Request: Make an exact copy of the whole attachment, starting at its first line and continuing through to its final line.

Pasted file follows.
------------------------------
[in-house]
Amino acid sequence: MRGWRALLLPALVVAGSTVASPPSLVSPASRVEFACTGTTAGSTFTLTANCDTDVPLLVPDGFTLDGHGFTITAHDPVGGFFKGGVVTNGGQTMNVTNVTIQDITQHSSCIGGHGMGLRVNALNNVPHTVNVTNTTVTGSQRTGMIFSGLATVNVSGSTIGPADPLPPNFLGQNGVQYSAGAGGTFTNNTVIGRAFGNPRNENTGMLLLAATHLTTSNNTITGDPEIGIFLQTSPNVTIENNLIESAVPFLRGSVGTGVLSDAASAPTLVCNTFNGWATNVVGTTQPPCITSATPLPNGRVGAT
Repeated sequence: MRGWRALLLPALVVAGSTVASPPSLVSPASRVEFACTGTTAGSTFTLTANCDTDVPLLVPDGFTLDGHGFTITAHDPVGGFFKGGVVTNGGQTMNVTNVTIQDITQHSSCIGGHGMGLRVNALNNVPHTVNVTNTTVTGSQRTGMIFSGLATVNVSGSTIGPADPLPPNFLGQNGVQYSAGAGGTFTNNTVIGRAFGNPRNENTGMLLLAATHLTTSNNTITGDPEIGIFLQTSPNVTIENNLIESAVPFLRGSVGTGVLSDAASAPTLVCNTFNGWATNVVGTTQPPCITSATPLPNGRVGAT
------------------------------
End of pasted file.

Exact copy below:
[in-house]
Amino acid sequence: MRGWRALLLPALVVAGSTVASPPSLVSPASRVEFACTGTTAGSTFTLTANCDTDVPLLVPDGFTLDGHGFTITAHDPVGGFFKGGVVTNGGQTMNVTNVTIQDITQHSSCIGGHGMGLRVNALNNVPHTVNVTNTTVTGSQRTGMIFSGLATVNVSGSTIGPADPLPPNFLGQNGVQYSAGAGGTFTNNTVIGRAFGNPRNENTGMLLLAATHLTTSNNTITGDPEIGIFLQTSPNVTIENNLIESAVPFLRGSVGTGVLSDAASAPTLVCNTFNGWATNVVGTTQPPCITSATPLPNGRVGAT
Repeated sequence: MRGWRALLLPALVVAGSTVASPPSLVSPASRVEFACTGTTAGSTFTLTANCDTDVPLLVPDGFTLDGHGFTITAHDPVGGFFKGGVVTNGGQTMNVTNVTIQDITQHSSCIGGHGMGLRVNALNNVPHTVNVTNTTVTGSQRTGMIFSGLATVNVSGSTIGPADPLPPNFLGQNGVQYSAGAGGTFTNNTVIGRAFGNPRNENTGMLLLAATHLTTSNNTITGDPEIGIFLQTSPNVTIENNLIESAVPFLRGSVGTGVLSDAASAPTLVCNTFNGWATNVVGTTQPPCITSATPLPNGRVGAT